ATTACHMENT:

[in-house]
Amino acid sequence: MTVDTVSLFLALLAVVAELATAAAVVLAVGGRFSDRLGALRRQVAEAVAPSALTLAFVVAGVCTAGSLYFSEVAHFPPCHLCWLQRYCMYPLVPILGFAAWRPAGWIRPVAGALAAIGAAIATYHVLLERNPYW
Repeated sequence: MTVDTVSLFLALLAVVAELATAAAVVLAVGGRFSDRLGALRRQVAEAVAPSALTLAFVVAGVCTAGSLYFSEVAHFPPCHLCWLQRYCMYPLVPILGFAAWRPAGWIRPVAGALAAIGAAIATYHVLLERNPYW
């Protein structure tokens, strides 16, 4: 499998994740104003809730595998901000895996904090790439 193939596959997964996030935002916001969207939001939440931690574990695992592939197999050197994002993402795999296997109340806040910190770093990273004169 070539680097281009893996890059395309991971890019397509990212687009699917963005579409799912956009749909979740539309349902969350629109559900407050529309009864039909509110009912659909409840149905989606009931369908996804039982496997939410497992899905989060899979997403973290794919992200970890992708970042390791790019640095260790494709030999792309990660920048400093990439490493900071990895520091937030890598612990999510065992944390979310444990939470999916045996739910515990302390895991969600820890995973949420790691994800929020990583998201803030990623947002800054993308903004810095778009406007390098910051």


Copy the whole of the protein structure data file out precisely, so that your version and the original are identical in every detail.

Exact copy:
[in-house]
Amino acid sequence: MTVDTVSLFLALLAVVAELATAAAVVLAVGGRFSDRLGALRRQVAEAVAPSALTLAFVVAGVCTAGSLYFSEVAHFPPCHLCWLQRYCMYPLVPILGFAAWRPAGWIRPVAGALAAIGAAIATYHVLLERNPYW
Repeated sequence: MTVDTVSLFLALLAVVAELATAAAVVLAVGGRFSDRLGALRRQVAEAVAPSALTLAFVVAGVCTAGSLYFSEVAHFPPCHLCWLQRYCMYPLVPILGFAAWRPAGWIRPVAGALAAIGAAIATYHVLLERNPYW
């Protein structure tokens, strides 16, 4: 499998994740104003809730595998901000895996904090790439 193939596959997964996030935002916001969207939001939440931690574990695992592939197999050197994002993402795999296997109340806040910190770093990273004169 070539680097281009893996890059395309991971890019397509990212687009699917963005579409799912956009749909979740539309349902969350629109559900407050529309009864039909509110009912659909409840149905989606009931369908996804039982496997939410497992899905989060899979997403973290794919992200970890992708970042390791790019640095260790494709030999792309990660920048400093990439490493900071990895520091937030890598612990999510065992944390979310444990939470999916045996739910515990302390895991969600820890995973949420790691994800929020990583998201803030990623947002800054993308903004810095778009406007390098910051």